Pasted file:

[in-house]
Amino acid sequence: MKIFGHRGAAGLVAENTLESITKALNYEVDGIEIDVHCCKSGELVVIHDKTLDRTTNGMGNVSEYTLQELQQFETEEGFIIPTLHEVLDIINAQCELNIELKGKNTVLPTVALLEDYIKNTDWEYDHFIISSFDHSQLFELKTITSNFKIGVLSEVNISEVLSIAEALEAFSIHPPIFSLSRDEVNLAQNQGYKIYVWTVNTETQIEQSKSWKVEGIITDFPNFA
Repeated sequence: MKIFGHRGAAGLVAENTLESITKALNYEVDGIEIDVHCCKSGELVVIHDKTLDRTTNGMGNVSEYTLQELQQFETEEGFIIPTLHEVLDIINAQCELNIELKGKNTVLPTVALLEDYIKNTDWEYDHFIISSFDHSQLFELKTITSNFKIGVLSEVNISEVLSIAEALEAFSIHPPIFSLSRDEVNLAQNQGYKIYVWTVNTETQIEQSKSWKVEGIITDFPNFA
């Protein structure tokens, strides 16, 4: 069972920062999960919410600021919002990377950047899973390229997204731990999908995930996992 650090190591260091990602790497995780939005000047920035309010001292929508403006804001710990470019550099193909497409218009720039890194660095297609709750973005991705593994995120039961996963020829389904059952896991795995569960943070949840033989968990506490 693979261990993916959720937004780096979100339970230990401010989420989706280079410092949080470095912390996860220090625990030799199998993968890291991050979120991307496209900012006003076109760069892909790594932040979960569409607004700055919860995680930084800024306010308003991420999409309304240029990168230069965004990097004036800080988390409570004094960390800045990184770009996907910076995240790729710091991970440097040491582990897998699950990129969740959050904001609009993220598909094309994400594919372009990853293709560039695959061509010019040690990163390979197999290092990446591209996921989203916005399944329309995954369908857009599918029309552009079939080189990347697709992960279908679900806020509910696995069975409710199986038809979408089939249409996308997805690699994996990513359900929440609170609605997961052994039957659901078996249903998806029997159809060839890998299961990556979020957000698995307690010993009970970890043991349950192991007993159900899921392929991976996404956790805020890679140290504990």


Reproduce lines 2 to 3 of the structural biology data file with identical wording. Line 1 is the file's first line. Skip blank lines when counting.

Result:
Amino acid sequence: MKIFGHRGAAGLVAENTLESITKALNYEVDGIEIDVHCCKSGELVVIHDKTLDRTTNGMGNVSEYTLQELQQFETEEGFIIPTLHEVLDIINAQCELNIELKGKNTVLPTVALLEDYIKNTDWEYDHFIISSFDHSQLFELKTITSNFKIGVLSEVNISEVLSIAEALEAFSIHPPIFSLSRDEVNLAQNQGYKIYVWTVNTETQIEQSKSWKVEGIITDFPNFA
Repeated sequence: MKIFGHRGAAGLVAENTLESITKALNYEVDGIEIDVHCCKSGELVVIHDKTLDRTTNGMGNVSEYTLQELQQFETEEGFIIPTLHEVLDIINAQCELNIELKGKNTVLPTVALLEDYIKNTDWEYDHFIISSFDHSQLFELKTITSNFKIGVLSEVNISEVLSIAEALEAFSIHPPIFSLSRDEVNLAQNQGYKIYVWTVNTETQIEQSKSWKVEGIITDFPNFA